For non-keyboard cases, this Macworld Buying Guide: iPad Cases seems to be the most thorough and helpful collection of reviews. I might as well confess that Apple’s red leather smart case for the iPad 2 (or possibly the navy blue leather one) are awfully tempting—though not quite enough to tempt me into buying an actual iPad 2. Instead, I bought a padded neoprene slip cover case that neatly fits in the padded laptop compartment of my backpack. That said, I’ve been eyeing the design-your-own cases and protective hard shell covers from Zazzle and Cafe Press.
My current obsession, personally, is with the utility of using a stylus to write and draw on the iPad. I’m about to post a review of the Griffin GC16040 Stylus for iPad/iPhone and Other Touchscreens. I’ve been fascinated to see how well it works, and yes, the Griffin Stylus really is an asset. I note that once again the Macworld Buying Guide: iPad Styluses seems to provide the best coverage.
At the high end, they like the Wacom Bamboo (and it’s available in multiple colors) at around $25.00. I’ve heard good things about Wacom’s Bamboo Stylus from others too. I note that a lot of my friends are buying the BoxWave Capacitive Stylus; like the Griffin Stylus, it’s about ten dollars, but the Boxwave comes in colors, and people seem to be buying two or three at a time.
Michael Cohen has written a helpful review of Snapseed at TidBITS complete with simple explanations about using Snapseed on an iPad to edit and digitally enhance or modify photos. Snapseed from Nik Software is a $4.99 app for iOS. It’s one of Apple’s iPad Apps of the year, and well worth checking out.
This is a really smart article by Mathew Ingram: “Our Relationship with E-Books: It’s Complicated“.
Ingram quite even-handedly covers the bases on sharing ebooks and ebook annotations, complete with lots of links, in clear language. He notes:
Will we ever be able to download a digital version of the print book we just bought, and then share that book with friends — or even sell it to someone else at a discounted price, as we can with real books — or share our margin notes and highlights with others, regardless of what e-book reader they use? . . .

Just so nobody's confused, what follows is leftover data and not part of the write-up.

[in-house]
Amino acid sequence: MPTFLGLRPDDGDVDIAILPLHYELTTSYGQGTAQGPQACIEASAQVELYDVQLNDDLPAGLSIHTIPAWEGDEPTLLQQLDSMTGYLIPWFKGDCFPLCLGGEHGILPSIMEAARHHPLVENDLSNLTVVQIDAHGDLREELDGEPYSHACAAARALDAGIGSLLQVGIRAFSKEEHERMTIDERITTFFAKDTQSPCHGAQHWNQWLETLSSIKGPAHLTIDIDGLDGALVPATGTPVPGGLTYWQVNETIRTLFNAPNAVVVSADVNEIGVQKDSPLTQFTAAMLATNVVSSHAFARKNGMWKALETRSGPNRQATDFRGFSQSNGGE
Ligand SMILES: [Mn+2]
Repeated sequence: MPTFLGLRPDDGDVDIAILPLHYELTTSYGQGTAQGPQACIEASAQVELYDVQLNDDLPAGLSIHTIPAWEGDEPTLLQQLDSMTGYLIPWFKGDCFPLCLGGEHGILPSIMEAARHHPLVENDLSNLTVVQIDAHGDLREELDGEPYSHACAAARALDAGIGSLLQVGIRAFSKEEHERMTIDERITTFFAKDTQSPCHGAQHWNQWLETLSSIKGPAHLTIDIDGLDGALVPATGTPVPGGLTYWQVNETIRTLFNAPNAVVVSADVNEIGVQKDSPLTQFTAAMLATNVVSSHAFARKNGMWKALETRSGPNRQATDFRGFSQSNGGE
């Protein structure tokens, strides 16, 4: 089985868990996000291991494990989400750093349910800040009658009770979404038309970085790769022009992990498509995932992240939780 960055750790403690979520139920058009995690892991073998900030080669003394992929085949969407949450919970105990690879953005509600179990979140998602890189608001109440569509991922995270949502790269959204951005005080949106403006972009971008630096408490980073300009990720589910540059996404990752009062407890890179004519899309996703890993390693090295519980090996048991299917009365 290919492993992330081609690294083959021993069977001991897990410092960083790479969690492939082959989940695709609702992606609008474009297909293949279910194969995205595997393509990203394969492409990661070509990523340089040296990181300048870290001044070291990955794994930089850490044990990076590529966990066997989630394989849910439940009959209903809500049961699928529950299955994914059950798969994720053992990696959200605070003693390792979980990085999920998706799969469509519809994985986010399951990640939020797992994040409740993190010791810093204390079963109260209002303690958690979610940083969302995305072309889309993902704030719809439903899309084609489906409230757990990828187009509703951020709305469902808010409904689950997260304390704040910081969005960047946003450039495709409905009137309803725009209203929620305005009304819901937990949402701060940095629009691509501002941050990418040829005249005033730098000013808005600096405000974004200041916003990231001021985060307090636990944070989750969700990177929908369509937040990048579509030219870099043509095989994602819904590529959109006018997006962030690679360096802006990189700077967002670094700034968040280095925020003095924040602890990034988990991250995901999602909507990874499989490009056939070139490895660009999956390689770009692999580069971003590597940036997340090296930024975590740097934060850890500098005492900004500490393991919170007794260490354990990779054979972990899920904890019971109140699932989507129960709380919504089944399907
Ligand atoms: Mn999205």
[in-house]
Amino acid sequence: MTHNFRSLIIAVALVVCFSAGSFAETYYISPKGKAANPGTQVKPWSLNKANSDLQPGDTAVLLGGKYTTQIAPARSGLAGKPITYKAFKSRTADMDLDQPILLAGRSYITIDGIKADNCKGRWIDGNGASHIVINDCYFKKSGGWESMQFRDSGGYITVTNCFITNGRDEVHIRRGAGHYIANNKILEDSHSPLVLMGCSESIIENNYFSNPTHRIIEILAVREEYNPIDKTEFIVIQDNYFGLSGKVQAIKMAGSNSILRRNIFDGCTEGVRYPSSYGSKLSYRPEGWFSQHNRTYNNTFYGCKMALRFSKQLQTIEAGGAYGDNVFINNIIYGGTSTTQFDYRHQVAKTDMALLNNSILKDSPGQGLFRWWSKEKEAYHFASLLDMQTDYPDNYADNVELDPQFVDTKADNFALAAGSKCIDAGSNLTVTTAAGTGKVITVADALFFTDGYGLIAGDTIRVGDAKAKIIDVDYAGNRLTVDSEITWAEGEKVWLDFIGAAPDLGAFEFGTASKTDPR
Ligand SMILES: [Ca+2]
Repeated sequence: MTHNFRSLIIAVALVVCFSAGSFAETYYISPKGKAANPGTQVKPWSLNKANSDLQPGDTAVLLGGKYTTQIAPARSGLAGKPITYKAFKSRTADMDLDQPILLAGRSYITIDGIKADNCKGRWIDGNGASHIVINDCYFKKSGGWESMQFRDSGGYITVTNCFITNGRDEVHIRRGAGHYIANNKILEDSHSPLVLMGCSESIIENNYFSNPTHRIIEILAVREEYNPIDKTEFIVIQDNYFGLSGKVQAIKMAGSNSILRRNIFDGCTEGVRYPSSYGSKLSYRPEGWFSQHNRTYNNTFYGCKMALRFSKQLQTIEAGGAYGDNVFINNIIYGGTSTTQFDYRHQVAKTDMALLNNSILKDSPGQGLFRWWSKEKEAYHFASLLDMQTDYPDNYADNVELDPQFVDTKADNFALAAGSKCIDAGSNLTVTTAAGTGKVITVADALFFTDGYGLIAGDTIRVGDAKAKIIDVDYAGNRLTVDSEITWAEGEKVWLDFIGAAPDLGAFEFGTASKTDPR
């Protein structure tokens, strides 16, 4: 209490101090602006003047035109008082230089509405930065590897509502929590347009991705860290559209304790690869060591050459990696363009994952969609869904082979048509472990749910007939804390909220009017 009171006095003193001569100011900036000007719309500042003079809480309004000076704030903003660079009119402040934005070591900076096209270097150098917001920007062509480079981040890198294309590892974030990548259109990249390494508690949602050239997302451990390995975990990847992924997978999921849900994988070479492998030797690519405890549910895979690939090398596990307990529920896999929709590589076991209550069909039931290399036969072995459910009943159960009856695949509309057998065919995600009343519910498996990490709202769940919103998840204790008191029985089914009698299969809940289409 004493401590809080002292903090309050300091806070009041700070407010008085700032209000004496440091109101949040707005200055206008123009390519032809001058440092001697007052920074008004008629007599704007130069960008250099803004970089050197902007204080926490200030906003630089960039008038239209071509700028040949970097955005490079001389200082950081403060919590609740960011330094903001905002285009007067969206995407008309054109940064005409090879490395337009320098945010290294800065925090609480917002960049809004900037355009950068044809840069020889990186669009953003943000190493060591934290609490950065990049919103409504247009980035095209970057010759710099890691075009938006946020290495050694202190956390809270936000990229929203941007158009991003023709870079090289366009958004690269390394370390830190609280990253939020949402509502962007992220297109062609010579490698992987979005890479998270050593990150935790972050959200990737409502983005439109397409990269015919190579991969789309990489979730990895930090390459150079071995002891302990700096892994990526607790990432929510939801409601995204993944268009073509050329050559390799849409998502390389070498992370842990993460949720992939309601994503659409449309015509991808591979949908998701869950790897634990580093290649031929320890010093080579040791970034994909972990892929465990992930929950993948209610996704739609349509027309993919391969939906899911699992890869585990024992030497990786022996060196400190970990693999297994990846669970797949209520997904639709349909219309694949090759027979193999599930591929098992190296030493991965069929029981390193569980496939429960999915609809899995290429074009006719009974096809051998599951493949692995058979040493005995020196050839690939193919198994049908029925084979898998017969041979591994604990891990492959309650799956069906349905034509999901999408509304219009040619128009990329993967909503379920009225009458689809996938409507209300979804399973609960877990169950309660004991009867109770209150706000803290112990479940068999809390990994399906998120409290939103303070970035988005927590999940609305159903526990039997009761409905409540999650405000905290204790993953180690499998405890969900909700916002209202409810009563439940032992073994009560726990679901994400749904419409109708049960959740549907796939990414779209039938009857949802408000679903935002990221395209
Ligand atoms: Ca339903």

The unfortunate part of all this, of course, is that publishers would likely be able to sell far more books if they made it easier for readers to download, read and share them — or passages from them — with anyone regardless of what device they owned. Until that happens, e-books will continue to be a Balkanized mess of competing standards and sharing silos, and the book-reading public will be the worse for it.
Go read the whole thing, and do follow the links in his post, because they provide examples that support his central argument.
Trying to teach with ebooks in an English literature class is almost impossible in terms of using them for analyses by students because they can’t annotate the text, and export their own annotations as notes along with the passage they’re analyzing. Ideally, I’d like a highlighted passage, the annotations or notes associated with the passage and a citation (author, title, chapter and/or section and publication data) to be easily exported. Restricting the excerpt by character or word would be fine; but the practice of not allowing any passages to be copied and pasted is frustrating for teachers, academics, scholars and students.
Ironically, The Voyager Company’s Expanded books had this feature (among others) in 1992.
Stanza, the free ereader for iOS was broken, quite badly, by the iOS 5 update. Since Lexicycle was purchased by Amazon, Stanza had remained moribound (the previous update to Stanza for iOS was nine months ago). But today Amazon released an update for iOS 5, and it does seem to be working.
It’s a shame; Stanza is really quite an elegant reader.
It is pretty easy to “extend” the due date of the library ebook you check out to your kindle, just turn your wireless connection off until you’re done with it. This will allow you to keep reading the book until you’re done. The title won’t expire until you reactivate your wireless connection.
Ms Newman notes that the “buy this book” note from Amazon that arrives three days before the book is due is a useful reminder to shut off your connection until you’ve read the book.
This is more practical for readers using the Kindle reader, or using the Kindle app on an iPad or iPhone to read a library book, of course, but still awfully useful.
My original 5 gig iPod, purchased in November of 2001, still boots, still charges, and still works. October 23 was the anniversary of the initial announcement regarding the then new iPod, and while mine still works pretty much as well as it did in 2001 (the battery is not what it was), I subsequently became a delighted owner of first a first generation iPhone (now, sadly, with a damaged sleep/power button) and then, an iPod Classic, and, last January, an iPhone 3gs.
But it’s been interesting to look back via this Macworld piece on The Birth of the iPod, and to look back at the pundits’ initial takes on the first iPod via a companion piece on The iPod: What They Said.
I started using my first iPod at first to store music, and then to sync data. It wasn’t long at all before it became an essential teaching tool for me, as I noted in this blog post from 2004 written in response to a piece in The Chronicle of Higher Education about the Duke iPod project.
I note for the curious, that The Chronicle is still usually hopelessly inane regarding teaching with technology, despite their recent harried push at becoming cool with respect to instructional technology.